The Path to Public Service at SEAS
Should Supreme Court Justices Have Term Limits? That ‘Would Be Fine,’ Breyer Says at Harvard IOP Forum
Harvard Right to Life Hosts Anti-Abortion Event With Students For Life President
Harvard Researchers Debunk Popular Sleep Myths in New Study
Journalists Discuss Trump’s Effect on the GOP at Harvard IOP Forum
Federal officials are considering a proposal to launch a massive database that would track college students’ academic progress, tuition payments and financial aid benefits in an effort to gather improved data on higher education.
Proponents of the move say the expanded database could help officials craft more sensible public policies. Opponents fear that the plan could facilitate large-scale infringements on students’ privacy.
The proposal—currently being vetted by Department of Education officials—would expand an existing database to allow researchers to track individual students who drop out of college or transfer between institutions. It would include information ranging from social security numbers to participation in varsity sports.
The proposal would require congressional approval and will likely be put to a vote when the Higher Education Act comes up for reauthorization early next year. A pilot version of the program could be launched as soon as 2006, and the database could be fully operational by the 2007-2008 academic year, said David L. Wright, a senior research analyst at State Higher Education Executive Officers, a Denver-based group that is supporting the proposal.
Colleges receiving federal funds would be required to submit records to the tracking system, and students would not have the ability to opt out, said Jasmine L. Harris, legislative director at the United States Students Association, which opposes the expanded database.
But Professor Carolyn M. Hoxby ’88, who teaches a popular undergraduate course on the economics of education, said the changes “would make a tremendous, positive difference in the amount of information that we have on what’s going on in higher education.”
Hoxby said researchers “know that relatively few students complete college on time, but we cannot figure out where they are all falling through the cracks.” She said improved data could enable policymakers to design more effective financial aid programs.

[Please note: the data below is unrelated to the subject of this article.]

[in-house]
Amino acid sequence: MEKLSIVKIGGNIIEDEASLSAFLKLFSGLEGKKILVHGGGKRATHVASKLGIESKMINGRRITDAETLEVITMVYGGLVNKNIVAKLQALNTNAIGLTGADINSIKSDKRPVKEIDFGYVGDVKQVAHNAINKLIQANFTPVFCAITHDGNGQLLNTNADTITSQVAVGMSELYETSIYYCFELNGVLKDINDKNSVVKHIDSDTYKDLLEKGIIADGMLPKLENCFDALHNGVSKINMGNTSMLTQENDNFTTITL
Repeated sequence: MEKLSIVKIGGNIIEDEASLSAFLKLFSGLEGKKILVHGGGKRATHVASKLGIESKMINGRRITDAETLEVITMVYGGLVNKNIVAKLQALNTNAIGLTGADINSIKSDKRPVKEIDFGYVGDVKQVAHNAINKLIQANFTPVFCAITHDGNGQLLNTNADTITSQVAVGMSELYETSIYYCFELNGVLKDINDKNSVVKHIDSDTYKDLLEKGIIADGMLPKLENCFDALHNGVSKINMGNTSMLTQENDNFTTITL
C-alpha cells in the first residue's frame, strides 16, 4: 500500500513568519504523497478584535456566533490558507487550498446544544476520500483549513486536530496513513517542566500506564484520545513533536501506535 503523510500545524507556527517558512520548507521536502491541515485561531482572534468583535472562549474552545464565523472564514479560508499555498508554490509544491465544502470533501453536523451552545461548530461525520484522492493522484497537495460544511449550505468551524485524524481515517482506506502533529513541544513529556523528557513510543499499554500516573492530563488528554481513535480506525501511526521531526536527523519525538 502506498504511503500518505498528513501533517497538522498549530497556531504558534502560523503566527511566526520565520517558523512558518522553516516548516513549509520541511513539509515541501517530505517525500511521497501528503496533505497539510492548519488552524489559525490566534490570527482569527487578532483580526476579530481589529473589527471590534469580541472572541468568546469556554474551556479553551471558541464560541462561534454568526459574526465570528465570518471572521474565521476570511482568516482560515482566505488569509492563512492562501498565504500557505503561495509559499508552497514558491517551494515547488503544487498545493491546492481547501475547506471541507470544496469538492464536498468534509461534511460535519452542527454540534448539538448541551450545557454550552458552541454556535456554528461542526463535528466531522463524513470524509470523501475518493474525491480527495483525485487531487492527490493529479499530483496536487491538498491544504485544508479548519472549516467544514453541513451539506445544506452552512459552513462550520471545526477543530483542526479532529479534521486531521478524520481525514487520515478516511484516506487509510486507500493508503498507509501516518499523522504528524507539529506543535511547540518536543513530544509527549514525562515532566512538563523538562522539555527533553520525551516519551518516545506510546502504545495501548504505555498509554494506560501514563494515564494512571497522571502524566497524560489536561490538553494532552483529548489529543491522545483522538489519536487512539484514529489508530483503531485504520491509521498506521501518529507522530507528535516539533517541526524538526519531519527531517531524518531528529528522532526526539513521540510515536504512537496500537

Opponents of the change—including Sarah A. Flanagan, vice president for governmental relations at the National Association of Independent Colleges and Universities—argue that any gain from more accurate data would be minimal. “Do [policymakers] really need to know why Johnny Jones transferred from Institution A to Institution B?” asked Flanagan. “We already have a pretty good idea of what’s going on in American higher education. We don’t think it’s worth the trade-off in student privacy.”
Harvard is a member of Flanagan’s association, but the University has yet to take a stance on the proposal, according to senior director of federal and state relations Kevin Casey. “At this early stage in the process we are monitoring this closely,” Casey wrote in an e-mail.
The proposal has driven a wedge between public universities, whose heads largely support the change, and private institutions, whose leaders are among the proposal’s most vehement critics.
Wright, whose organization represents state school chief executives, said that cur-rent measurements of graduation rates assume students will earn their degrees within six years.
“For colleges like Harvard, that’s a fine measure because most of the freshman class is full-time and progresses in a linear fashion toward graduation,” Wright said.
But at public schools—with more part-time and transfers students, the current system writes off as “drop-outs” many students who ultimately graduate.“We’re forced to adopt this cookie-cutter approach to assessing student progress,” Wright said.
But according to Flanagan, “most private college presidents say that we don’t have a right to give up our students’ privacy to make our graduation rates look better.”
Advocates for the change say the Department of Education would implement several safeguards to protect against potential privacy infringements. “Researchers do not get the sort of individual information that would allow them to identify individual students,” Hoxby said. She added that the researchers who do get access to the database are serious scholars who must sign confidentiality pledges that are “explicit, thorough and enforced.”
Wright said that “there’s never been a breach of student unit records in the long history of the National Center [for Education Statistics]”—the arm of the Department of Education that would administer the database.
But Flanagan said the National Center’s statisticians—although “they’re great people who do great research”—lack the political clout to block other government agencies who demand access to the database.
To implement the expanded database, Congress would have to amend the Family Education and Privacy Rights Act, which bars schools that receive federal funds from releasing private records without the permission of students or their parents, said Harris. Once that provision is modified, officials from governmental agencies outside the Department of Education would face fewer hurdles in accessing student records, Harris said.
After Sept. 11, government officials have been particularly hostile to privacy claims, Harris said. “There is nothing to ensure that the database can’t be used for alternate purposes in the future.”
—Staff writer Daniel J. Hemel can be reached at firstname.lastname@example.org.
Want to keep up with breaking news? Subscribe to our email newsletter.